Employment costs in the US rose at the lowest annual amount in at least 27 years, according to data released Friday by the Labor Department. Stagnant wages and salaries are the outcome of government policies designed to lower the living standards of workers.
Over the past 12 months, the Labor Department’s Employment Cost Index rose by 1.5 percent, marking the lowest wage and salary growth since these figures started to be collected in 1982.
Meanwhile, compensation costs for the three-month period ending in September increased by 0.4 percent, among the lowest level since quarterly records began in 2001. This figure was unchanged from the previous quarter, and up slightly from the 0.3 percent growth in the first quarter of the year.
In the 12-month period before September 2008, employment costs rose by 2.6 percent.
These figures were led by falling government wages, which shrank by 0.1 percent in the third quarter, while benefits rose by a smaller-than average 0.3 percent. Compensation costs in private industry rose by 0.5 percent, with benefits rising 0.3 percent.
The decline in government wages is a direct result of policies initiated by states and cities in response to their budget crises. Local governments have laid off thousands of teachers, city workers, and bus drivers in response to their budget shortfalls. Those workers who remain have been forced to take furloughs and pay cuts.
In Detroit, Michigan, for instance, both city workers and teachers have been told to take a 10 percent pay cut.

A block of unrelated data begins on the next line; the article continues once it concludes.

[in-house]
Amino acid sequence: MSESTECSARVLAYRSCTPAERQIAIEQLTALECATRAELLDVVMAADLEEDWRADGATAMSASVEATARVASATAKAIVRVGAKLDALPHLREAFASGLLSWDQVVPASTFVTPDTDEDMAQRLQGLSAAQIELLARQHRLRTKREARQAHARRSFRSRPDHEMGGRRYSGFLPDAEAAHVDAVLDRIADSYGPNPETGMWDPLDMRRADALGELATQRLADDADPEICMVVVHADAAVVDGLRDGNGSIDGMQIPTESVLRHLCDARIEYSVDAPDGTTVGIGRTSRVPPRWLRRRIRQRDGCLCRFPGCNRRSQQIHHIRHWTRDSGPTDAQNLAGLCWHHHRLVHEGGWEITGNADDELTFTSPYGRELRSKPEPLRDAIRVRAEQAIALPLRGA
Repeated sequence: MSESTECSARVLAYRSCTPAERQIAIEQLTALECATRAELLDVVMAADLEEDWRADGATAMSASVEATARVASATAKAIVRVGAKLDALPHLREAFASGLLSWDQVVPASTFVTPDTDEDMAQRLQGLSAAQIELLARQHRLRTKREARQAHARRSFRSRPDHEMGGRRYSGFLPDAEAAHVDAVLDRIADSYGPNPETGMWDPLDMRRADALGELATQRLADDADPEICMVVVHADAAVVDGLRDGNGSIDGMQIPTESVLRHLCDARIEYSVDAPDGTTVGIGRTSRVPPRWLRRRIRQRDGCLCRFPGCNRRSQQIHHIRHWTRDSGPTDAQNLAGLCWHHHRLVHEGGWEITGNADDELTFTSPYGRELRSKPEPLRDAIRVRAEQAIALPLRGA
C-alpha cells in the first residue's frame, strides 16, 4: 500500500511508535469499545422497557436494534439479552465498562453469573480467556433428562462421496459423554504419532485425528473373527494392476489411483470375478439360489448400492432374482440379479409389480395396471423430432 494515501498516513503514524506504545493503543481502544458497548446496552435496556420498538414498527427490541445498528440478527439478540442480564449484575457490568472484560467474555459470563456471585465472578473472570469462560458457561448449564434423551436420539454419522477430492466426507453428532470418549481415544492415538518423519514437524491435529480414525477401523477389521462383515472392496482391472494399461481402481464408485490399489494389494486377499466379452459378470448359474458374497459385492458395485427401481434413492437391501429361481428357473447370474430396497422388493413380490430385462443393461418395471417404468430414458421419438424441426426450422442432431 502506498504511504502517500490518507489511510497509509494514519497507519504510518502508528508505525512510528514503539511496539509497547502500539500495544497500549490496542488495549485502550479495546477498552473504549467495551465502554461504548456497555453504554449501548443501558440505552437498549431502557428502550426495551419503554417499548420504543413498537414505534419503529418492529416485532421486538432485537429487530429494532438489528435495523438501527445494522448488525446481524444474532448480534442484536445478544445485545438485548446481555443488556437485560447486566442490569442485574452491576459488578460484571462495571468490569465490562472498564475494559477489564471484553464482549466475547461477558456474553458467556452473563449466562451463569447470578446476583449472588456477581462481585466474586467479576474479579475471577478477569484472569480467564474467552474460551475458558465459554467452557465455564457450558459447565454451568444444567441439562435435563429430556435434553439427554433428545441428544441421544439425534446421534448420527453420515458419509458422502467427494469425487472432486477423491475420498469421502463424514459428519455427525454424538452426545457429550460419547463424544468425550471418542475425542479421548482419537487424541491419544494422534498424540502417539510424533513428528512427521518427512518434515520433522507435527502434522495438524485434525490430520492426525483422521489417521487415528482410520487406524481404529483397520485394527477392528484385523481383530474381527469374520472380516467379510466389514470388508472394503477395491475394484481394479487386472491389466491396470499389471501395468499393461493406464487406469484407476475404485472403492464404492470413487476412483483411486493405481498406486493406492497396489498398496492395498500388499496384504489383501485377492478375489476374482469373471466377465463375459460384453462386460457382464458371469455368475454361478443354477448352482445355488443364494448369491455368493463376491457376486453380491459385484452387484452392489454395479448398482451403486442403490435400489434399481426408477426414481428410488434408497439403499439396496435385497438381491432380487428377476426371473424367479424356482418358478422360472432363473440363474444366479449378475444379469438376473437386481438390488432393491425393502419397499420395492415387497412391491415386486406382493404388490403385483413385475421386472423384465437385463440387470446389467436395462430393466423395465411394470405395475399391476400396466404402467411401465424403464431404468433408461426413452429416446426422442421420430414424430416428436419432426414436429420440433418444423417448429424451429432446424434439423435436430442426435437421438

These cuts are the direct outcome of the Obama administration’s policies, which have left states to fend for themselves amid falling tax revenues. The administration has made it clear that states must balance their budgets through spending cuts. Many states are required to have a balanced budget, and nearly all have resorted to wage and salary cuts, together with layoffs, to meet their obligations.
Consumer spending, meanwhile, fell significantly in September, according to figures released Friday by the Commerce Department. Spending fell by 0.5 percent last month, negating a good chunk of the 1 percent gain in the previous month. Disposable income for households also fell by 0.1 percent in September, in the fourth consecutive monthly decline.
The fall in consumer spending, the largest since December, is in part the result of the end of the government’s cash-for-clunkers program on August 24. Economists have said that this program, among others, accounts for much of the increase in third-quarter consumer spending and GDP.
Lori Helwig, an economist at Merrill Lynch, told MarketWatch that she expects consumer spending to grow 0.5 percent in the last quarter of the year, down significantly from the 3.4 percent growth in the third quarter.
The Commerce Department said Thursday that the US economy grew at a rate of 3.5 percent in the third quarter of the year, after falling consecutively for three quarters. However, as numerous commentators have pointed out, this so-called recovery is unsustainable.
The Financial Times wrote on Thursday, “Household disposable incomes actually fell during the quarter, by 3.4 percent, but consumer spending rose, also by 3.4 percent. This is not a pattern that can be sustained for long.” The uptick in spending was largely financed by the government’s cash-for-clunkers program, along with homebuyer tax credits, which will expire later this year.